Tag Archives: challenges

Crazy Driving in Southern Italy

Driving in Southern Italy is challenging and exciting.  It requires me to be on my toes, constantly ready to react. It stresses Diane out.  I’ve written previously about driving in Europe, but driving near Naples takes this to another level and is not for the faint of heart.  Here are some of the challenges we face…

Most people here drive small, maneuverable cars much faster than the posted speed limit.  They rarely stay in their own lane, often spanning two lanes or crossing into an oncoming one. They pass whenever possible, even on hills or blind corners when it seems unsafe to do so, expecting that the oncoming cars will make way.

Some of this erratic driving is necessitated by parked vehicles blocking the roadway.  Despite the fact that the cars are generally small, the parking spaces are even smaller, and people frequently exceed the boundaries.  They will park wherever possible, including on sidewalks, at corners, and in crosswalks.  They will park nose-in to a parallel parking place, with their tail hanging out in the street.  The drivers of parked cars often open their doors without looking, requiring one to be constantly on the lookout for motion in parked cars.  They will often double park (parking in the street beside cars that are parallel parked) as if putting their 4-way emergency flashing lights on magically turns wherever they happen to be into a legitimate parking spot.  Sometimes I’ve seen them triple park, blocking not only one lane, but part of the oncoming lane too!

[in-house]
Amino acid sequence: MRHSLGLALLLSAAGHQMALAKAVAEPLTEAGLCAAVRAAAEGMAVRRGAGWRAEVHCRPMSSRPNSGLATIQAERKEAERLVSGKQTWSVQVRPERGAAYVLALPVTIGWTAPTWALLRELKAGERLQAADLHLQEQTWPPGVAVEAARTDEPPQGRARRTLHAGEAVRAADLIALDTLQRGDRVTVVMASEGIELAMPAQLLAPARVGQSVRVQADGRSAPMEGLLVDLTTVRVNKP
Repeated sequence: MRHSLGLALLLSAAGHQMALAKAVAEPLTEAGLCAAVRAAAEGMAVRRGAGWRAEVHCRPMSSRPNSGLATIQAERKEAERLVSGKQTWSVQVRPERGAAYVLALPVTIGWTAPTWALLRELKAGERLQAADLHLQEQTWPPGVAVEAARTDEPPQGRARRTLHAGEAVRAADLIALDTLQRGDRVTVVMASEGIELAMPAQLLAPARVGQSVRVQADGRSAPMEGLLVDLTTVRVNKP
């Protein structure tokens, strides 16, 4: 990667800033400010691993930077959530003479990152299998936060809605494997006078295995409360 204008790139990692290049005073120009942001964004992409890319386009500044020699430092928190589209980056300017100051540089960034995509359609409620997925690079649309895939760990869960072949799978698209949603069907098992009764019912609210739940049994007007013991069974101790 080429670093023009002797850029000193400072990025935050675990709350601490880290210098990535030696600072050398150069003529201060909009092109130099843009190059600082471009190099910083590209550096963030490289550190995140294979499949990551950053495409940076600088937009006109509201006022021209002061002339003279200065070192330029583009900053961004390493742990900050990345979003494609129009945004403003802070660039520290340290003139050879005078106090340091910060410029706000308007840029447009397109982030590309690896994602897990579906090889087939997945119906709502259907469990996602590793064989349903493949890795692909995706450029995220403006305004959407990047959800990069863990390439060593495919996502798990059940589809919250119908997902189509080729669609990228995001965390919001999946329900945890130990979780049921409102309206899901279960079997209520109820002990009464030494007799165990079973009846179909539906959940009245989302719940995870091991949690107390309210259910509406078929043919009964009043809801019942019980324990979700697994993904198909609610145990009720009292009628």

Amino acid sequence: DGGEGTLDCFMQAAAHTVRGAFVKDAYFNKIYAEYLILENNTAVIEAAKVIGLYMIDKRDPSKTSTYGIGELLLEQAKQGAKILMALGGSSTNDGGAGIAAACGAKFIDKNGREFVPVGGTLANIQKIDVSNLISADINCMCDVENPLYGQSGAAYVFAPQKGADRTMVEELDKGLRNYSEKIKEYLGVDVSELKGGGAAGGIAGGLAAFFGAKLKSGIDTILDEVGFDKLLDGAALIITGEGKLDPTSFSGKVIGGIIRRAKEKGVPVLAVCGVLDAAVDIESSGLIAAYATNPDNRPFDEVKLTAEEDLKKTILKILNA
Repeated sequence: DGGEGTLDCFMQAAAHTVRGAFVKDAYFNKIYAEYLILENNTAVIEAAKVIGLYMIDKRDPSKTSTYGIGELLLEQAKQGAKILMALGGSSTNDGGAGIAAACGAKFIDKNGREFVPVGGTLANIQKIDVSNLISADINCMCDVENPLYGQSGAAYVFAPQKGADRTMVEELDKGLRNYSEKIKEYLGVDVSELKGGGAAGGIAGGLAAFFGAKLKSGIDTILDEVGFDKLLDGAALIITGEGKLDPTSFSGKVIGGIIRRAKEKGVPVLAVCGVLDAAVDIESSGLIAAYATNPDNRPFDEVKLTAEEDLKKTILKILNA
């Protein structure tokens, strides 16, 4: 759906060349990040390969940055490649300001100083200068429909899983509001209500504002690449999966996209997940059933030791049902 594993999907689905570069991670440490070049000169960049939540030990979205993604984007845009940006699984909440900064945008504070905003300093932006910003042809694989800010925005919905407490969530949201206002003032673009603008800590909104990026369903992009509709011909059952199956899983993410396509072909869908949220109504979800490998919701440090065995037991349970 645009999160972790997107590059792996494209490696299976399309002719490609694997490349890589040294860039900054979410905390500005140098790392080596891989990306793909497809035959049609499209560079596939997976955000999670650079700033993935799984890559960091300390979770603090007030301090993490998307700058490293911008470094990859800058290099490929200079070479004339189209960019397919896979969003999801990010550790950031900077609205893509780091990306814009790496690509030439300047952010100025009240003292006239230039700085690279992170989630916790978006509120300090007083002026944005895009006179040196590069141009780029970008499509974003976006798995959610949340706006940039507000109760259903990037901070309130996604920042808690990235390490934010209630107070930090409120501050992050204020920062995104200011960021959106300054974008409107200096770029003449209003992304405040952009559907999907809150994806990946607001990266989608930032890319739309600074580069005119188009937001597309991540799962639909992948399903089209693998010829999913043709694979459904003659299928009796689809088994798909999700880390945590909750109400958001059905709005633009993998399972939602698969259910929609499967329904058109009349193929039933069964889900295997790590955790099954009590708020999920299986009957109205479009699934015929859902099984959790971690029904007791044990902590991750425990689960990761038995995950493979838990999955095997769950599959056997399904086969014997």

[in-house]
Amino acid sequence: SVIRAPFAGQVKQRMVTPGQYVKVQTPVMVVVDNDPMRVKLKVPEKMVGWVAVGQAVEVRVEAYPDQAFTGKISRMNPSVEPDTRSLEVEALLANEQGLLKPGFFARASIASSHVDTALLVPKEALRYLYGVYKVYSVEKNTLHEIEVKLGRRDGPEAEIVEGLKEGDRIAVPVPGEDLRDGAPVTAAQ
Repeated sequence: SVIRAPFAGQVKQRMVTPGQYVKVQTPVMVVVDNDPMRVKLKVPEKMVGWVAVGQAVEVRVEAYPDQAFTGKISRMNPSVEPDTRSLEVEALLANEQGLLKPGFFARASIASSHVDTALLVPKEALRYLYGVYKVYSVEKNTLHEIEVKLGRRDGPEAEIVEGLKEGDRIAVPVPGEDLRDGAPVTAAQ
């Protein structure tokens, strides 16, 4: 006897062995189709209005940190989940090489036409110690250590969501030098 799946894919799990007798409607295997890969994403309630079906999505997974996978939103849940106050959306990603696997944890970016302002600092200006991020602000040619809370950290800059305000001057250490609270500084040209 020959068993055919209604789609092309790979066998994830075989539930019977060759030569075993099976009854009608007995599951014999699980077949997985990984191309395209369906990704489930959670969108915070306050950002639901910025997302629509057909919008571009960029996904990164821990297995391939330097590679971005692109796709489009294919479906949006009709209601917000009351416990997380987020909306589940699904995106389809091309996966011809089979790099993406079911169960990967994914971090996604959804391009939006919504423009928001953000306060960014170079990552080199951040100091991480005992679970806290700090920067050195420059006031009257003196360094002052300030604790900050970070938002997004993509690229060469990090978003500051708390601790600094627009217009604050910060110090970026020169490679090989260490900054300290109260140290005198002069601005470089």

A narrow street flanked by colourful buidlings that is filled with people and shops with good spilling out onto the street

Try getting a motorhome down this street!

Most shocking is a peculiar practice in Naples where drivers will shop from their cars.  They stop in front of a small store, usually double-parked, and honk their horns.  The shopkeeper will emerge, get their order and their money, then disappear into the store to return a minute later with their purchase and their change.  This is happening while other cars stack up behind or attempt to pass, without any apparent concern for them, as if this is completely normal (well, I guess it is in Naples).

Diane standing beside a tiny yellow car an night witha brick wall behind

Yes, this is someone’s real car!